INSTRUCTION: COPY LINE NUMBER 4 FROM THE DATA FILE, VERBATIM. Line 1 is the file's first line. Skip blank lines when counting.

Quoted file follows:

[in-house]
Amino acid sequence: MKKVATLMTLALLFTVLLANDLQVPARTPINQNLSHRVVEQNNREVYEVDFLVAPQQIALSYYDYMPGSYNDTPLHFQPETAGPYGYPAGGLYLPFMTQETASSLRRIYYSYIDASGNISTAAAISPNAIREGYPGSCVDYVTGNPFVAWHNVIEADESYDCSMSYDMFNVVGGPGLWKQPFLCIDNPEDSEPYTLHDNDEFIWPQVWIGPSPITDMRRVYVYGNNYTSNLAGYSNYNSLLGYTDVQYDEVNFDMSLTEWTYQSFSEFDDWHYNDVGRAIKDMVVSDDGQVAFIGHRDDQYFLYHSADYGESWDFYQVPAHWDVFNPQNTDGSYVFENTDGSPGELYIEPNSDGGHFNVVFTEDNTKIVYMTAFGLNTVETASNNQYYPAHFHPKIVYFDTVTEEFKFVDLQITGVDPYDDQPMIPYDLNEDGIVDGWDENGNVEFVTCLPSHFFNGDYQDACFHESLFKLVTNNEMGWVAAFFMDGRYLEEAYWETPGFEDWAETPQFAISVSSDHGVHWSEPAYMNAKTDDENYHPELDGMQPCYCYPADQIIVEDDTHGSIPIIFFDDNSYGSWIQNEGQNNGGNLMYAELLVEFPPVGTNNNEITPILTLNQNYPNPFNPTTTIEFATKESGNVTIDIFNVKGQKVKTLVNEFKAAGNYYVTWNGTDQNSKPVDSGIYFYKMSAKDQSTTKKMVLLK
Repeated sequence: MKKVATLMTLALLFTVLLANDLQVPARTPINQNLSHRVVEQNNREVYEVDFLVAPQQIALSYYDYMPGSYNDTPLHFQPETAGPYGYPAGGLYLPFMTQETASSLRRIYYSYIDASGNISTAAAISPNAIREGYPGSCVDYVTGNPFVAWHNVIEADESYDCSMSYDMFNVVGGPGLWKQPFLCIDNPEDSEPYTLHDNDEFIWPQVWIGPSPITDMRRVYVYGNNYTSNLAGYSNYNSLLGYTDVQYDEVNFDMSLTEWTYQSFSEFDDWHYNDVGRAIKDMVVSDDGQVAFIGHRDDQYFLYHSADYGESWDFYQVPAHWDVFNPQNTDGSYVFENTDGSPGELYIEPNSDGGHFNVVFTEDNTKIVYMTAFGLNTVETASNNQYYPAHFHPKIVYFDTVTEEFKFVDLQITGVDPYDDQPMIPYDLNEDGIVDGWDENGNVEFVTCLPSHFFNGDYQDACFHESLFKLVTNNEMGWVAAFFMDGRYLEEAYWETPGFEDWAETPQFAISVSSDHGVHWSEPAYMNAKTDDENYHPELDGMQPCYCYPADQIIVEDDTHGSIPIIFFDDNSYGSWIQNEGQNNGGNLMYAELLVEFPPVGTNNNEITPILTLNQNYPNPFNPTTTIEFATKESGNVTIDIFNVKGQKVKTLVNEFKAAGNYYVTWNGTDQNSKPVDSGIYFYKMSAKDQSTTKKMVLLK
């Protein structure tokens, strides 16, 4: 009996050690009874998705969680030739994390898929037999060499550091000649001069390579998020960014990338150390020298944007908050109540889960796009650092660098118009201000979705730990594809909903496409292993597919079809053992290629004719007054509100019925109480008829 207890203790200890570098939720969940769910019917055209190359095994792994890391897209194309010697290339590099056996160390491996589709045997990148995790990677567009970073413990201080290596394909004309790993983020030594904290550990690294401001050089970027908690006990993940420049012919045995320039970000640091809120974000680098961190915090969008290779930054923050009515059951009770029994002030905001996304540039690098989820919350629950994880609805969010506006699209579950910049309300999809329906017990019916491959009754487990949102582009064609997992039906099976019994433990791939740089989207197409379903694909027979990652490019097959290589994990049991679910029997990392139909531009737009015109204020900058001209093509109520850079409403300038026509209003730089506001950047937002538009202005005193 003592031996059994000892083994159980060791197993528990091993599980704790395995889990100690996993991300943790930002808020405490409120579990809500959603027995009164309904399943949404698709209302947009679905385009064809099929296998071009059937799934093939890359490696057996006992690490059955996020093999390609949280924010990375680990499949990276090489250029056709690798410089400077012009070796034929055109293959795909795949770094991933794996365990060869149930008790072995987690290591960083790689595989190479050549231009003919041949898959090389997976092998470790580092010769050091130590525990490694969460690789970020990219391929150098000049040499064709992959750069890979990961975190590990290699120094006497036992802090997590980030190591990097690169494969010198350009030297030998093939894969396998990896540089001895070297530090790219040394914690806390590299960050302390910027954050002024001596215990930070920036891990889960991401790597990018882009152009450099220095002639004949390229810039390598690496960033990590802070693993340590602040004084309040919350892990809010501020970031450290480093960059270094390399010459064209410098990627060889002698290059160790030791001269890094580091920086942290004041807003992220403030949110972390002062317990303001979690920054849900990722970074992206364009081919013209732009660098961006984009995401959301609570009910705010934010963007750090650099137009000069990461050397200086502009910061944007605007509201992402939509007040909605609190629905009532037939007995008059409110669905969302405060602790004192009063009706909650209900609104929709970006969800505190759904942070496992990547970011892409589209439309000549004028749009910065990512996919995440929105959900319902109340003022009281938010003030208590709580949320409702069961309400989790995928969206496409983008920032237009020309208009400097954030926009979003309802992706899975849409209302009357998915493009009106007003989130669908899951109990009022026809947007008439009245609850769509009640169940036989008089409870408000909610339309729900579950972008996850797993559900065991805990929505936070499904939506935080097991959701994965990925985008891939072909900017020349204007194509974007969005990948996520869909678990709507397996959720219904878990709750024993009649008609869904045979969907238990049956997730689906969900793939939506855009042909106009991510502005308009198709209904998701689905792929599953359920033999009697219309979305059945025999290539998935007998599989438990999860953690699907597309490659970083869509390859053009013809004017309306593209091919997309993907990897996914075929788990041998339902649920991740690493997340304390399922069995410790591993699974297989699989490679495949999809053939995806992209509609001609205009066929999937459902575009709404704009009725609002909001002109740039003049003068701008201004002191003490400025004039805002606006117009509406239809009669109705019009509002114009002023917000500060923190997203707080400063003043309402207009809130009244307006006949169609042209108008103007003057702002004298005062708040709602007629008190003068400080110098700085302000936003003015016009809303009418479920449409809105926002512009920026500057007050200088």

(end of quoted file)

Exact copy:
């Protein structure tokens, strides 16, 4: 009996050690009874998705969680030739994390898929037999060499550091000649001069390579998020960014990338150390020298944007908050109540889960796009650092660098118009201000979705730990594809909903496409292993597919079809053992290629004719007054509100019925109480008829 207890203790200890570098939720969940769910019917055209190359095994792994890391897209194309010697290339590099056996160390491996589709045997990148995790990677567009970073413990201080290596394909004309790993983020030594904290550990690294401001050089970027908690006990993940420049012919045995320039970000640091809120974000680098961190915090969008290779930054923050009515059951009770029994002030905001996304540039690098989820919350629950994880609805969010506006699209579950910049309300999809329906017990019916491959009754487990949102582009064609997992039906099976019994433990791939740089989207197409379903694909027979990652490019097959290589994990049991679910029997990392139909531009737009015109204020900058001209093509109520850079409403300038026509209003730089506001950047937002538009202005005193 003592031996059994000892083994159980060791197993528990091993599980704790395995889990100690996993991300943790930002808020405490409120579990809500959603027995009164309904399943949404698709209302947009679905385009064809099929296998071009059937799934093939890359490696057996006992690490059955996020093999390609949280924010990375680990499949990276090489250029056709690798410089400077012009070796034929055109293959795909795949770094991933794996365990060869149930008790072995987690290591960083790689595989190479050549231009003919041949898959090389997976092998470790580092010769050091130590525990490694969460690789970020990219391929150098000049040499064709992959750069890979990961975190590990290699120094006497036992802090997590980030190591990097690169494969010198350009030297030998093939894969396998990896540089001895070297530090790219040394914690806390590299960050302390910027954050002024001596215990930070920036891990889960991401790597990018882009152009450099220095002639004949390229810039390598690496960033990590802070693993340590602040004084309040919350892990809010501020970031450290480093960059270094390399010459064209410098990627060889002698290059160790030791001269890094580091920086942290004041807003992220403030949110972390002062317990303001979690920054849900990722970074992206364009081919013209732009660098961006984009995401959301609570009910705010934010963007750090650099137009000069990461050397200086502009910061944007605007509201992402939509007040909605609190629905009532037939007995008059409110669905969302405060602790004192009063009706909650209900609104929709970006969800505190759904942070496992990547970011892409589209439309000549004028749009910065990512996919995440929105959900319902109340003022009281938010003030208590709580949320409702069961309400989790995928969206496409983008920032237009020309208009400097954030926009979003309802992706899975849409209302009357998915493009009106007003989130669908899951109990009022026809947007008439009245609850769509009640169940036989008089409870408000909610339309729900579950972008996850797993559900065991805990929505936070499904939506935080097991959701994965990925985008891939072909900017020349204007194509974007969005990948996520869909678990709507397996959720219904878990709750024993009649008609869904045979969907238990049956997730689906969900793939939506855009042909106009991510502005308009198709209904998701689905792929599953359920033999009697219309979305059945025999290539998935007998599989438990999860953690699907597309490659970083869509390859053009013809004017309306593209091919997309993907990897996914075929788990041998339902649920991740690493997340304390399922069995410790591993699974297989699989490679495949999809053939995806992209509609001609205009066929999937459902575009709404704009009725609002909001002109740039003049003068701008201004002191003490400025004039805002606006117009509406239809009669109705019009509002114009002023917000500060923190997203707080400063003043309402207009809130009244307006006949169609042209108008103007003057702002004298005062708040709602007629008190003068400080110098700085302000936003003015016009809303009418479920449409809105926002512009920026500057007050200088």